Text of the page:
Monday, September 27, 2010

The Priest as Teacher: Prophet and Shepherd (Reflections on the Feast of Saint Vincent de Paul)

A good and effective educator is not the one who constantly gives his students a hard time, who makes his lessons close to incomprehensible and puts insurmountable hurdles on their way in order to constantly prove to them that they know nothing, and he alone knows all.
Instead, it is the teacher who knows that his job is to open his students’ minds to the recognition of what at times can be difficult truths, to help them understand and digest such truths as best they can, and to challenge them when they seem not to live up to the expectations, which the process of the unfolding of truth demands of them.

A good educator must therefore do a constant balancing act between challenging his students to excel and maximize their potential—which of course will occasionally involve being strict, demanding, and even difficult—and being encouraging to those who might encounter difficulty in digesting the lesson, as well as compassionate to those who may eventually fail.

A teacher thus exercises the twin roles of prophet and pastor or shepherd, the first demands that he challenge those he teaches to reach the highest possible standards of learning and character development, the second, that he have a heart big enough to never stop encouraging those who sometimes fail, and to forgive and continue to love those who eventually go astray.

A good priest is not much different from a good teacher. He also has to keep a good balance between challenging those under his leadership and care, to achieve their full potential not only as persons, but as Christians. This means that there will be times when he will have to speak what is ‘difficult’ or ‘hard’ to say, what is unpopular and perhaps undesirable in the eyes of his flock.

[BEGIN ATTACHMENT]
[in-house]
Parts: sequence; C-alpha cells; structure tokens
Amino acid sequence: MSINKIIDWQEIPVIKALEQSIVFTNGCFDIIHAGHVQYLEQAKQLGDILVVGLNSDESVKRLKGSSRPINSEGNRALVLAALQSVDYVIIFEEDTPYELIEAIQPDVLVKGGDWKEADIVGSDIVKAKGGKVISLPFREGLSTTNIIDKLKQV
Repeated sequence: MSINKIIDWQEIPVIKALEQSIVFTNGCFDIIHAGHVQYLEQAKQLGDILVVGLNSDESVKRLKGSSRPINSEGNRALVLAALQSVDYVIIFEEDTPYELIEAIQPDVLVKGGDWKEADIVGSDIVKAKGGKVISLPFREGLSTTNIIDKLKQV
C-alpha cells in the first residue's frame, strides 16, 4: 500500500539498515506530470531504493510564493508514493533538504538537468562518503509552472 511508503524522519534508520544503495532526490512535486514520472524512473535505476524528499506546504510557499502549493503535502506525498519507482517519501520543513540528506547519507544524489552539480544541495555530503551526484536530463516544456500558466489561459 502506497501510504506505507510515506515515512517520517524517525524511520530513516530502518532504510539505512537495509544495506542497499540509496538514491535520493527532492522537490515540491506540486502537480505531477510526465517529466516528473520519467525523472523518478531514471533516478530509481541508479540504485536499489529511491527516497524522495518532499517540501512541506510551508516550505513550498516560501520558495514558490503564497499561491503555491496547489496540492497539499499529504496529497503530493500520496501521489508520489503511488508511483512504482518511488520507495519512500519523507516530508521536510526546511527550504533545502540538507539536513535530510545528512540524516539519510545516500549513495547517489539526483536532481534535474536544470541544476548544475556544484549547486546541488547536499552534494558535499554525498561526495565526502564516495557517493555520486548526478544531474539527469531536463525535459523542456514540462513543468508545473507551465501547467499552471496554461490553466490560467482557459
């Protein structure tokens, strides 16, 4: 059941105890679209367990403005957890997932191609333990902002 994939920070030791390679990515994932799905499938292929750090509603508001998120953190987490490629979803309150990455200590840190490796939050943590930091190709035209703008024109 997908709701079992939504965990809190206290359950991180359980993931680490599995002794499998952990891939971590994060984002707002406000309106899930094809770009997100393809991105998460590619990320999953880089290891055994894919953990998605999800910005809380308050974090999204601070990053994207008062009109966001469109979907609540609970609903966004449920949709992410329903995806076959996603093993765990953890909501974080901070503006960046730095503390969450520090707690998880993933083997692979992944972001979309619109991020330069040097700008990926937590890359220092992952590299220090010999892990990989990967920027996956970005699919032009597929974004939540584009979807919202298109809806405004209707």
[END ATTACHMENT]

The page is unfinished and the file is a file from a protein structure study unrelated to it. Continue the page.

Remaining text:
He will have to articulate clearly and with fidelity, the teachings of the church, the demands of the Gospel, and the requirements of discipleship. And he must be afraid neither of being unpopular nor of being misunderstood. As a prophet, a priest exercising his leadership role must always “speak the truth in love”.

But he must also never lose sight of the fact that he is also a pastor, a shepherd, a healer and ‘doctor of souls’, tasked by Christ himself to “tend and feed his sheep”. This asks of a priest that he have a huge and perhaps overflowing store of kindness and compassion. There is no worse witness to the Gospel of Christ than a harsh, overly-demanding, and unforgiving, priest. One would be better off “tying a millstone around his neck”, than to live his ministry like one of those Jesus himself criticized for laying heavy burdens they themselves would not carry.

Demand and challenge on the one hand, compassion and mercy on the other—to bring these two into a healthy and life-giving tension is the constant challenge for a priest. This reminds me of what one of my good seminary professors told me many years ago. “When one day you become a priest”, she said, “or are assigned to teach, remember to pull your students to you with one hand, and keep them at bay with the other. Be kind and loving, but let them know that you expect nothing but the best from them, and keep your word”.
The model of the good teacher and the good priest remains Jesus himself who invited, challenged, demanded, pronounced woe, and warned of misfortune if people persisted in their hardness of heart, but who also displayed boundless compassion for the tax collector, the prostitute, the gentile, the Samaritan woman, and who was himself condemned for associating with the outcasts and sinners of his day.

"The Kingdom of Heaven is a condition of the heart." (Friedrich Nietzsche)